Ulema’s Perception Represents Future Islamic Politics of Indonesia

A monthly seminar conducted by Doctoral Program of Islamic Politics of Universitas Muhammadiyah Yogyakarta (UMY) discussed the future of Indonesia. Comprehending Indonesian ulema assists understanding Islamic politics. At the seminar held at Meeting Room of Director of Graduate School of UMY on Tuesday (12/2), the understanding is necessary since Muslims are a majority.

Director of the Postgraduate of UIN Sunan Kalijaga Yogyakarta Prof. Noorhaidi Hasan, M.A., M.Phil., Ph.D. stated, “Based on a survey on Islamic Politics, 67 present of Yogyakarta students agreed on an Islamic state. “The data drive people to assume that what occurs in Indonesia now may lead this country to be an Islamic state. The circumstance may direct public opinions that Indonesia is in an emergency.

Dynamics of Islamic politics are determined by two essential aspects, composition diversity of religious public space composition diversity and ulema complexities to recognize their position today. “Islamic politics is inextricable from online media development which bears new religious entrepreneurs. The phenomenon raises competitiveness in gaining religious public spaces,” explained Noorhaidi.

According to research, 71.56 percent of Indonesian ulema welcomed a conservative, moderate, inclusive, and progressive nation, while 16.44 percent of them refused an exclusive, radical, and extreme nation. “A majority of Indonesian ulema declined violence. Another factor is that government and the people successfully promote a movement against radicalism and terrorism,” informed Noorhaidi.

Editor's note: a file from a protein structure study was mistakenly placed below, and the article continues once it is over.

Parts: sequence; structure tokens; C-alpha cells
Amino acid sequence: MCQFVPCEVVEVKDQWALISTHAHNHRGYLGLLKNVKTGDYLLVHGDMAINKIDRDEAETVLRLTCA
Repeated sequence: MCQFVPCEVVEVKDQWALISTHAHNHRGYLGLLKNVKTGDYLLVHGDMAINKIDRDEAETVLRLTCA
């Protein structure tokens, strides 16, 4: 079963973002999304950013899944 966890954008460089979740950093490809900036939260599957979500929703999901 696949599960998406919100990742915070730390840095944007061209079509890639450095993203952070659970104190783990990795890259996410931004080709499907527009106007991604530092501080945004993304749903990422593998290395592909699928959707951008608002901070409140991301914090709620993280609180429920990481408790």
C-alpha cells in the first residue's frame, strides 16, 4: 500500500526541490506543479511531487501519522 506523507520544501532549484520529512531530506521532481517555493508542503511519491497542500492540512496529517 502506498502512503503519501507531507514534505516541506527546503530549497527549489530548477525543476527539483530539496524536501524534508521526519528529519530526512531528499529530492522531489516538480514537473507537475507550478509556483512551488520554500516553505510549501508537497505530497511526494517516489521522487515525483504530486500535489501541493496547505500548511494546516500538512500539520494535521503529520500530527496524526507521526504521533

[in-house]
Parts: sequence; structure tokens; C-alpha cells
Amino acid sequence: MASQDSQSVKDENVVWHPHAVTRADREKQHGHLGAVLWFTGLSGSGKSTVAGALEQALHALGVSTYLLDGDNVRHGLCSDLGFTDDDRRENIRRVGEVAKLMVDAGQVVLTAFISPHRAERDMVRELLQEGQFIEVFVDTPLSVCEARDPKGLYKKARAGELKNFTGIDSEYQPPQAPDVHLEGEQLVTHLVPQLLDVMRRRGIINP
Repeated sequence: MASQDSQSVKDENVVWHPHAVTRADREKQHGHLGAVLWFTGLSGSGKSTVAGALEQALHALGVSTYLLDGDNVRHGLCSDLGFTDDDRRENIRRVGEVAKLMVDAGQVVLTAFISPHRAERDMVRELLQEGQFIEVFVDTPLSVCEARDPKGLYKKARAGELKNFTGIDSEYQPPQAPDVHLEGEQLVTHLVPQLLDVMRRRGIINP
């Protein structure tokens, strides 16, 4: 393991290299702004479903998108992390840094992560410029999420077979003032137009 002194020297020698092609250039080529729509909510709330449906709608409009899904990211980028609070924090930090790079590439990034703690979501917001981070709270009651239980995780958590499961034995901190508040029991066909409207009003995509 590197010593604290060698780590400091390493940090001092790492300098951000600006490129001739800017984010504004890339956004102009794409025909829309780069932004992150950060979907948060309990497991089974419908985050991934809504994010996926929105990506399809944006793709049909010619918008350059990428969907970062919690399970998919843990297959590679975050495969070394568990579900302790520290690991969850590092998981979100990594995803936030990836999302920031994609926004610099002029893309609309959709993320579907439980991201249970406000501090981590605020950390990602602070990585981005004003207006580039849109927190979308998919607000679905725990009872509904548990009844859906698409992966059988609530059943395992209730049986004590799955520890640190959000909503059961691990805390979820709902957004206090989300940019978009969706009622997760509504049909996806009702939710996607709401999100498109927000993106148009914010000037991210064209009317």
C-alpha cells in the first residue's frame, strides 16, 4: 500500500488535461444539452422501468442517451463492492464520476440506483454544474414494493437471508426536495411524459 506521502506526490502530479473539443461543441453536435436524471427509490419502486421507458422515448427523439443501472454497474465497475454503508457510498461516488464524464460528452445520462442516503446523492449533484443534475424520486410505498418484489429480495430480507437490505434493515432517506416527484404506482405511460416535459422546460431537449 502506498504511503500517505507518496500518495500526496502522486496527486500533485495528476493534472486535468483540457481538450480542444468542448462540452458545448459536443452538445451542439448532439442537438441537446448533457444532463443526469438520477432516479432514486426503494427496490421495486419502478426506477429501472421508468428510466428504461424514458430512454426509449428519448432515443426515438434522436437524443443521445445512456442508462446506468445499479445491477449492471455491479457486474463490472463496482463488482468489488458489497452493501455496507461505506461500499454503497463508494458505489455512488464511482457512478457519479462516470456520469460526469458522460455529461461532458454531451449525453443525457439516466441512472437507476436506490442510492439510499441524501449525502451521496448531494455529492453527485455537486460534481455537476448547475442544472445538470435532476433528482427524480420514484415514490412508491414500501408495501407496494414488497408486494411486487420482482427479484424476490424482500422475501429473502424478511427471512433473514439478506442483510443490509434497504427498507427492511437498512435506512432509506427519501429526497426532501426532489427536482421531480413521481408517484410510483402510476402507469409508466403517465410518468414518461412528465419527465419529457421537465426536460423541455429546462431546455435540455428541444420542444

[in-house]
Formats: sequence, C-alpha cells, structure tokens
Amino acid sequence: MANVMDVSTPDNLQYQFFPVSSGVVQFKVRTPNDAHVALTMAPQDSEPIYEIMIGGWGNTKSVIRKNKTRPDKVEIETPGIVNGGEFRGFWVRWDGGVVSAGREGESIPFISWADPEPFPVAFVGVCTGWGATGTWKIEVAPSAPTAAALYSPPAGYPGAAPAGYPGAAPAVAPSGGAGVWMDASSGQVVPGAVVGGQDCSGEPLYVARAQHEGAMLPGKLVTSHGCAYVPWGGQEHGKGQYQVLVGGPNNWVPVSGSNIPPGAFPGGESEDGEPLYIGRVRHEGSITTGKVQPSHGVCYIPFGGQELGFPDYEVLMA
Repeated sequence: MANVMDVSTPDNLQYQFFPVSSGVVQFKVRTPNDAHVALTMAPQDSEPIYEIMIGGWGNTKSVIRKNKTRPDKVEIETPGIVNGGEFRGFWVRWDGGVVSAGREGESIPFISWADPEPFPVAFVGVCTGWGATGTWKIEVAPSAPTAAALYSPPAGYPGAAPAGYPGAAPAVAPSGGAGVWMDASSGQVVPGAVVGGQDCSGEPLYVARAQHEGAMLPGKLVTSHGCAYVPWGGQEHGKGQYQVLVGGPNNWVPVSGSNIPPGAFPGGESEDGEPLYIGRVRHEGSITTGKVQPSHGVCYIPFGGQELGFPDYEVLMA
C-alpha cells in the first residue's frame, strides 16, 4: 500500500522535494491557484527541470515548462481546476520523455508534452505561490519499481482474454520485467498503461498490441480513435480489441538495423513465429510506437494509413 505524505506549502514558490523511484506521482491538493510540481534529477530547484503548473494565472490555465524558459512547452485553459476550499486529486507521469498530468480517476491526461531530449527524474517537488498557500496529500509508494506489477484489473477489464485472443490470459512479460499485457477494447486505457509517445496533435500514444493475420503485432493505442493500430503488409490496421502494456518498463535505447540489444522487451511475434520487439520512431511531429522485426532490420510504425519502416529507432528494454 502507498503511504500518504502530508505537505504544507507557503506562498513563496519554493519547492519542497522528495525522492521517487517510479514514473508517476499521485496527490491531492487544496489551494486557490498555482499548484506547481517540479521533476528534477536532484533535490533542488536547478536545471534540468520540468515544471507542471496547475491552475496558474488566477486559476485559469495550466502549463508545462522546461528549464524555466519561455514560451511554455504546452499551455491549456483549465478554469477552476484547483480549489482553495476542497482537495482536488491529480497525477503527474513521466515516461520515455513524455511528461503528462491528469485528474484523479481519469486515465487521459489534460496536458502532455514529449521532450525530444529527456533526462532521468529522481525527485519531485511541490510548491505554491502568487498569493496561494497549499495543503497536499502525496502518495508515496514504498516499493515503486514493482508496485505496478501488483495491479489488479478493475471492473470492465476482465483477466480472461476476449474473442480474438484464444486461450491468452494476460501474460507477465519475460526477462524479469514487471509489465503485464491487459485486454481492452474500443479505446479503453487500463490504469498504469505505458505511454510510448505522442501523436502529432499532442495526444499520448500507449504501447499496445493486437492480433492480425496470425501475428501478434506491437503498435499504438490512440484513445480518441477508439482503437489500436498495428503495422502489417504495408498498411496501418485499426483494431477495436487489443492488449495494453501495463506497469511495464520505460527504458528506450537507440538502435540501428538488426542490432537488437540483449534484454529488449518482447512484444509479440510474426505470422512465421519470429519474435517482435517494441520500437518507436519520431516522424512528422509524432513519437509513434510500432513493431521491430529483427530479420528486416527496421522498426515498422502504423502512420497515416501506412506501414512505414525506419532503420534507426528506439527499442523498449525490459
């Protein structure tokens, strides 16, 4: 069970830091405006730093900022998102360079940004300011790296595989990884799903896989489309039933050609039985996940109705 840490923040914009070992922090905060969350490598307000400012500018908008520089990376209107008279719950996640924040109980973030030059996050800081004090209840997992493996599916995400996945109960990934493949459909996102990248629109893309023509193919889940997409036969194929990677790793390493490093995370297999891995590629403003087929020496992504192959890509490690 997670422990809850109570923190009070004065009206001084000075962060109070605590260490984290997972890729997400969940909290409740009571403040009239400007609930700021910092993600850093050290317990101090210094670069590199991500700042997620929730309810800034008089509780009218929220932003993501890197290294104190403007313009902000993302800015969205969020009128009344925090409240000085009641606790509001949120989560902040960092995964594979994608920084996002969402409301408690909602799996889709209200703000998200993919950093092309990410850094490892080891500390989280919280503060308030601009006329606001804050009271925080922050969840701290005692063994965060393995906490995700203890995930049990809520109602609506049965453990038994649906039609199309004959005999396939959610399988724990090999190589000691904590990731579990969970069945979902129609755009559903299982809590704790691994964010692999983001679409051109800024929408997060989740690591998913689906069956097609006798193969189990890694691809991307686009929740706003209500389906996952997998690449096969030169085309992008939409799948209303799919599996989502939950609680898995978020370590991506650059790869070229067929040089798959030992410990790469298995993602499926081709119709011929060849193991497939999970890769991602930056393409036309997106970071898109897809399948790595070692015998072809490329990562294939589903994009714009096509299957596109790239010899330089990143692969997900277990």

Meanwhile, a sociologist of the University of Gadjah Mada Dr. Muhammad Najib Azca, S.Sos., M.A. conveyed, “A history of Islamic politics began at the beginning of Indonesia’s independence day and revived in the 1980s. In fact, radical Islam expanded its network in post-communal religious violence in the East of Indonesia after 1998. Then, it bore three Islamic activist styles, namely jihad, dakwah, and political movements. Thus, radical Islam has existed in development of democracy in Indonesia.”

Najib added that an Indonesian Muslim majority are pluralists and moderate when confronting issues of radical Islam. They include two greatest Indonesian movements, Nahdlatul Ulama (NU) and Muhammadiyah. “Recent data showed that NU dan Muhmmadiyah are often considered giving more support to pluralist parties than Islamic parties. NU and Muhammadiyah members voting pluralist parties and Islamic parties in 2009 were 86.25% and 13.75%, respectively, while in 2014 it was 84.6 percent of the members supported pluralist parties and 15.4 percent of them voted Islamic parties,” he mentioned.

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